Discussions for ArtReach's Amelia Earhart Play for Young Audiences
From Study Guide: The Little Company, Morehead State University, 106 Baird Music Hall, Morehead, KY 40351

What Happened?  Many intriguing and often entertaining conspiracy theories and speculations were made about Amelia Earhart's famous disappearance. Not only were the factors regarding the actual cause of the failed flight in question, but also the reason why her remains were never found. People have guessed at everything from her creating the whole expedition as a ruse to escape her marriage to Putnam, to the idea that she and Noonan crashed on a remote island in the Pacific Ocean and enormous coconut crabs hid her remains in their dwell-ings. For this activity, write your own conclusion about what really happened when she disappeared with her navigator Fred Noonan on their iconic voyage around the world.

"People have guessed: What happened, Amelia?"
Artreach's Amelia Earhart Theatre is great for learning history! Famous Flyer Amelia Earhart
Amelia Earhart - Barter Theatre, Abington VA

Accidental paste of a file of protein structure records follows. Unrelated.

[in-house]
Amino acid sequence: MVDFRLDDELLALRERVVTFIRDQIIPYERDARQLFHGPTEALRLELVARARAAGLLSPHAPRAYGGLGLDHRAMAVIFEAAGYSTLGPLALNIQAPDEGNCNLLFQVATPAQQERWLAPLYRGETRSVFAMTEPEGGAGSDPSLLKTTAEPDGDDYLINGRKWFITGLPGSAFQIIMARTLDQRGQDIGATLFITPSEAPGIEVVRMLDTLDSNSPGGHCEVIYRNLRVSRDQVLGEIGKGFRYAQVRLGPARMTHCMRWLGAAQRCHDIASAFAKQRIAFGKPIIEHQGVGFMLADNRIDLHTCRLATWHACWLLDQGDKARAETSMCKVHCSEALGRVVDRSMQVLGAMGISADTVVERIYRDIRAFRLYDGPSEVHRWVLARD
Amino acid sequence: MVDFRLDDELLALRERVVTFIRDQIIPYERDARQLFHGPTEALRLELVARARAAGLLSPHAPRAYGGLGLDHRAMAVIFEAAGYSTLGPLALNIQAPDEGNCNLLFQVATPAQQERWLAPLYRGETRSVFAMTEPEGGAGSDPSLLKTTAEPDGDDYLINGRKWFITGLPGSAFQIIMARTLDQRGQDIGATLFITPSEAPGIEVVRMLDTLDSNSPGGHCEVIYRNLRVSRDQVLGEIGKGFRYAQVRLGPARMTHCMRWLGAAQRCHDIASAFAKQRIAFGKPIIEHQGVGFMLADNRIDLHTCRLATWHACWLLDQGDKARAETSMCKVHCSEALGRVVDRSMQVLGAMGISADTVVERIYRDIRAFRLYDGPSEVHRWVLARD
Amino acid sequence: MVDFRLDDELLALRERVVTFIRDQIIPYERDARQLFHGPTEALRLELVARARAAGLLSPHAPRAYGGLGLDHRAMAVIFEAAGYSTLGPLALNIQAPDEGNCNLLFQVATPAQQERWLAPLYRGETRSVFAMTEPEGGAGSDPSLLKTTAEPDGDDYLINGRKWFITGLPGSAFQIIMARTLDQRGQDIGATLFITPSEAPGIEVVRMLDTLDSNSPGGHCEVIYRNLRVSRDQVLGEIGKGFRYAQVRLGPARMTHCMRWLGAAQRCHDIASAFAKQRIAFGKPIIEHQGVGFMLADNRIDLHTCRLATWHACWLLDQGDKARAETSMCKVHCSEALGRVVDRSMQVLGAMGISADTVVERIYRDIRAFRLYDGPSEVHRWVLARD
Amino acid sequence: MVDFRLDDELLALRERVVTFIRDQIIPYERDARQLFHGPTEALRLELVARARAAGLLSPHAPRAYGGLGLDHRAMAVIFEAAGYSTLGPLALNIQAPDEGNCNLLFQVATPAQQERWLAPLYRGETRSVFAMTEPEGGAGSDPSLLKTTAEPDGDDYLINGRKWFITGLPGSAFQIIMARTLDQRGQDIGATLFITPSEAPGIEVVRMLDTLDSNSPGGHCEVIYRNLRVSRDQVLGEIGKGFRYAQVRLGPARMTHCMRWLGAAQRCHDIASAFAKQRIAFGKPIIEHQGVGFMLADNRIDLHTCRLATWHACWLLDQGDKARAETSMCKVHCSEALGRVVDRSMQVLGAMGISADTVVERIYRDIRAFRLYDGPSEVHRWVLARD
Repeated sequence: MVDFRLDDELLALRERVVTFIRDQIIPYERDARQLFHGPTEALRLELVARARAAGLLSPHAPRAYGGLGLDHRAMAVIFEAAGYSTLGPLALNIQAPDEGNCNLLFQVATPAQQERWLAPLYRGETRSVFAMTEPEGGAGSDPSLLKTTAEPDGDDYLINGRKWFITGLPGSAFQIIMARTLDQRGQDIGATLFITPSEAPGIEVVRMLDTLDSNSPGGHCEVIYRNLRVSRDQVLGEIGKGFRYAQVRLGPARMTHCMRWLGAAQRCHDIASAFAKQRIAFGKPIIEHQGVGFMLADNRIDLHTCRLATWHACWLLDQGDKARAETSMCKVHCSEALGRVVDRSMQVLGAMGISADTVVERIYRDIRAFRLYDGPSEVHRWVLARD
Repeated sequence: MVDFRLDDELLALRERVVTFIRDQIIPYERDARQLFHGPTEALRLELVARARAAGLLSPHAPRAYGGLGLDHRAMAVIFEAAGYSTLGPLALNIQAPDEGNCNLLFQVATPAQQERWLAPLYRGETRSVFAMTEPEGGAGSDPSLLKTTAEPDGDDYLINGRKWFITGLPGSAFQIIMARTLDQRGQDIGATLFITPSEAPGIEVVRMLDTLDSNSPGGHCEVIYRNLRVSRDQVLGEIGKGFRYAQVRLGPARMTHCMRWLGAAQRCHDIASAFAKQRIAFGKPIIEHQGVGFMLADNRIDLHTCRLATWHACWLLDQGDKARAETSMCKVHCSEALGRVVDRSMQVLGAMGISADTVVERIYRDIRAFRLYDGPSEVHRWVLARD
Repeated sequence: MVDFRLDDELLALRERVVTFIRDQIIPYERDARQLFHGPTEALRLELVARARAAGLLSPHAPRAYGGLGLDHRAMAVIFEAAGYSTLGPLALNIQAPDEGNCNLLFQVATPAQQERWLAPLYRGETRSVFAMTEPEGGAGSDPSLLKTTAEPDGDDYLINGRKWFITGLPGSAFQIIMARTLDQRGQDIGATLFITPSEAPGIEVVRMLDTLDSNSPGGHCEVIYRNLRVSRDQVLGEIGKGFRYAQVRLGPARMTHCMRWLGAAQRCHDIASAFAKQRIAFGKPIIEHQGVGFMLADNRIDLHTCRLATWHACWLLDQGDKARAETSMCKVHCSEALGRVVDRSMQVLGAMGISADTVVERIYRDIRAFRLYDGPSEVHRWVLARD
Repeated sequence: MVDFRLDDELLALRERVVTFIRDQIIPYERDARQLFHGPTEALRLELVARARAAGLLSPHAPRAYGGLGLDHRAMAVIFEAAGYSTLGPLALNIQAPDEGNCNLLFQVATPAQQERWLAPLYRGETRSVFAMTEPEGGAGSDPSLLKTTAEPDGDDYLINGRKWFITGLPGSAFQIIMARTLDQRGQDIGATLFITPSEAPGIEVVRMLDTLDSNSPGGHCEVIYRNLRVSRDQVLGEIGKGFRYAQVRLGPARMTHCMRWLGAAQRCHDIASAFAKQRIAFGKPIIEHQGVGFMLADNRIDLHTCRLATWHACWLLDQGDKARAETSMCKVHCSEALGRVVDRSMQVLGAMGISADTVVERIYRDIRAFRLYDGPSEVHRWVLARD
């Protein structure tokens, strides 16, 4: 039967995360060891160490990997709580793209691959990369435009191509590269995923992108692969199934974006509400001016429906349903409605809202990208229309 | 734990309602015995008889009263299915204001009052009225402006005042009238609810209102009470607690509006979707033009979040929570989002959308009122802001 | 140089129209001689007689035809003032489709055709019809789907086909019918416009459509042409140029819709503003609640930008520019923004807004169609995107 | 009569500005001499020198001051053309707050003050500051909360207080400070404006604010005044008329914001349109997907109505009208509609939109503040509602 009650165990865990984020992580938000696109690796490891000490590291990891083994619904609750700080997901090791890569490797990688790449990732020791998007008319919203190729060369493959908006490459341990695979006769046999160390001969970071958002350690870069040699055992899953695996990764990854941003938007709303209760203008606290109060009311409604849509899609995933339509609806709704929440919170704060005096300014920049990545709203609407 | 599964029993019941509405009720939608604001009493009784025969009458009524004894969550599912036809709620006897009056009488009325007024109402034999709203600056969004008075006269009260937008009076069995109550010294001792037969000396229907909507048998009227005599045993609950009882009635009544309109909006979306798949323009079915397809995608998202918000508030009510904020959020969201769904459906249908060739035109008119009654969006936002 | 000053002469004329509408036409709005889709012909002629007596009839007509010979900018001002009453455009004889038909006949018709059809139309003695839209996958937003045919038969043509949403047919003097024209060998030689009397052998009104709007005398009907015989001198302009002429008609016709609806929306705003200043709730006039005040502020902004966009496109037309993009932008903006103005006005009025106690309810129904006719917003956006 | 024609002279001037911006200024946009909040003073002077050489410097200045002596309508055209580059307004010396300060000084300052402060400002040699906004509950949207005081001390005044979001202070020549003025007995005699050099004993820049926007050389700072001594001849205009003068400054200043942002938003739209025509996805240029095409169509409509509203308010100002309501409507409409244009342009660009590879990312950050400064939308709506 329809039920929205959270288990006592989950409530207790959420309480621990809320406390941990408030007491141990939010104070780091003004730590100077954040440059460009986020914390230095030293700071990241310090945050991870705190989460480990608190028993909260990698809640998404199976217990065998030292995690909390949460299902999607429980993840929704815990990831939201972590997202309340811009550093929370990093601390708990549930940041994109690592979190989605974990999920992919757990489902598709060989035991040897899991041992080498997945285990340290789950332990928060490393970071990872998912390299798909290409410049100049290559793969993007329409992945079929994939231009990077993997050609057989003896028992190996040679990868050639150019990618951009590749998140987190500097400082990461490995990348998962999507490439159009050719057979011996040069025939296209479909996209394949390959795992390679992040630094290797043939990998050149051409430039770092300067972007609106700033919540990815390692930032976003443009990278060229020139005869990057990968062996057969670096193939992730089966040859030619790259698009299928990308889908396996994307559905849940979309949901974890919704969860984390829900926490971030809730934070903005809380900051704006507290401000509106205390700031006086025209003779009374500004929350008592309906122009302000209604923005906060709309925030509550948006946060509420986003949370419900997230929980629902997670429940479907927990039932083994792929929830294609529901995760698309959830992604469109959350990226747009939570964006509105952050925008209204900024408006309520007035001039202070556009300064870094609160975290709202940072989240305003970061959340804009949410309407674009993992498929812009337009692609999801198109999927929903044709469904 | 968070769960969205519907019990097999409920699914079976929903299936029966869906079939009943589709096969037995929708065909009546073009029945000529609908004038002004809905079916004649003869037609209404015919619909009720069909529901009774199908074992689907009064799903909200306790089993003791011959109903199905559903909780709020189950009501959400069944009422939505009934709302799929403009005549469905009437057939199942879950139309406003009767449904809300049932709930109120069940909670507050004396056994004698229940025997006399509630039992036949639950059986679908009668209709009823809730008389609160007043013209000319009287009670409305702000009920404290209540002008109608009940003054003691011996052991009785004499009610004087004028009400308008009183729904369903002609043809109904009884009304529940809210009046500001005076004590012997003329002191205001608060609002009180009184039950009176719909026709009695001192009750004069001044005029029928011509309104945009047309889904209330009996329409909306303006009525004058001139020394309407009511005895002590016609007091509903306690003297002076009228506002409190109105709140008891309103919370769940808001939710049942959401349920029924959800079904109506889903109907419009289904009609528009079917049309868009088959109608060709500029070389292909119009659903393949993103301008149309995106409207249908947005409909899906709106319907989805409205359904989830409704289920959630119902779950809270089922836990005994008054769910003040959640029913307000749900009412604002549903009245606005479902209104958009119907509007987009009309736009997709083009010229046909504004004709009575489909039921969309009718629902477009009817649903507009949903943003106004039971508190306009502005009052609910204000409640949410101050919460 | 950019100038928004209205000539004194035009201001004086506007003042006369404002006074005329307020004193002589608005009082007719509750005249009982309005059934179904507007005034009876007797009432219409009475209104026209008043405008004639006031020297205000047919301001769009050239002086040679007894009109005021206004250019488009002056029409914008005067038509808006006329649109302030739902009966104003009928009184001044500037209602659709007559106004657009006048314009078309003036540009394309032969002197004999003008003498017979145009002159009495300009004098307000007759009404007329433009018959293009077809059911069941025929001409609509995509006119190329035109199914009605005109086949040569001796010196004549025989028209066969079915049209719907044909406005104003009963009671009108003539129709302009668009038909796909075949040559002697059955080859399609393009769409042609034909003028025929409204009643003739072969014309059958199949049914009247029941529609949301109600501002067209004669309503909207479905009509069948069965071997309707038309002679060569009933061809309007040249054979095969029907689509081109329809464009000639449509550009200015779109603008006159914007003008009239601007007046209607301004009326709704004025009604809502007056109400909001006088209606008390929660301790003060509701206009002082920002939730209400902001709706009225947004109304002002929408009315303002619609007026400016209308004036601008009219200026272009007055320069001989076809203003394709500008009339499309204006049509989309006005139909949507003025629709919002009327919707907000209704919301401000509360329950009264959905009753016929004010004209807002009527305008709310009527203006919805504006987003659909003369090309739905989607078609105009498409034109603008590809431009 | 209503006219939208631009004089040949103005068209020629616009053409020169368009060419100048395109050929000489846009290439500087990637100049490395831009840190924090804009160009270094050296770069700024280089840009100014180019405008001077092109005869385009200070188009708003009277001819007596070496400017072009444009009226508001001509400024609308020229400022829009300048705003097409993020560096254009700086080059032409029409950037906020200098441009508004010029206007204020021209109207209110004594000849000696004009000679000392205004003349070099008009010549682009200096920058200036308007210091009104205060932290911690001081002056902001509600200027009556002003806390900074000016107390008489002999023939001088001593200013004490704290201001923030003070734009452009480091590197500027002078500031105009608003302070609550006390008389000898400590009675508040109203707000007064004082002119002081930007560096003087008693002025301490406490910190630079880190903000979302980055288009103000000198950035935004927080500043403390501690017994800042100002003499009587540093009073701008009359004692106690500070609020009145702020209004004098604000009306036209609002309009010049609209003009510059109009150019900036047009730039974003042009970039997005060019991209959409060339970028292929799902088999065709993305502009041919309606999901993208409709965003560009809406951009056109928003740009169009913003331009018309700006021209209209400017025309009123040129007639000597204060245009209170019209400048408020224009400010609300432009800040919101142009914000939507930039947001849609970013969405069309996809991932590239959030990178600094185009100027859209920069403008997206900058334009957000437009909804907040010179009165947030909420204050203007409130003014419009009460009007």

Where Is Amelia?  Amelia Earhart's life could be described as one long and tireless journey. For this activity, design a destination for Amelia Earhart. Feel free to interpret this as creatively as you wish; is she in Ireland amongst the cows, or perhaps on a lonely island with the coconut crabs? Keep in mind the adventures Earhart encountered in her lifetime as well as the important people she met along the way.

Sensationalism: In the play, the author uses the Great Depression and the suffering of the American people to convey a theme of desperation. She then displays how the media honed in on Amelia's activities to distract citizens from the issues the country was facing. In today's society we have similar scenarios of media distractions. Name as many instances as you can in which a great tragedy or period of suffering has been dulled by the media with a flush of superficial news-worthy events in pop culture. As a few examples, marriages between popular celebrities, issues within foreign countries, political events, controversies, and anything in the media that catches the attention of the public audience.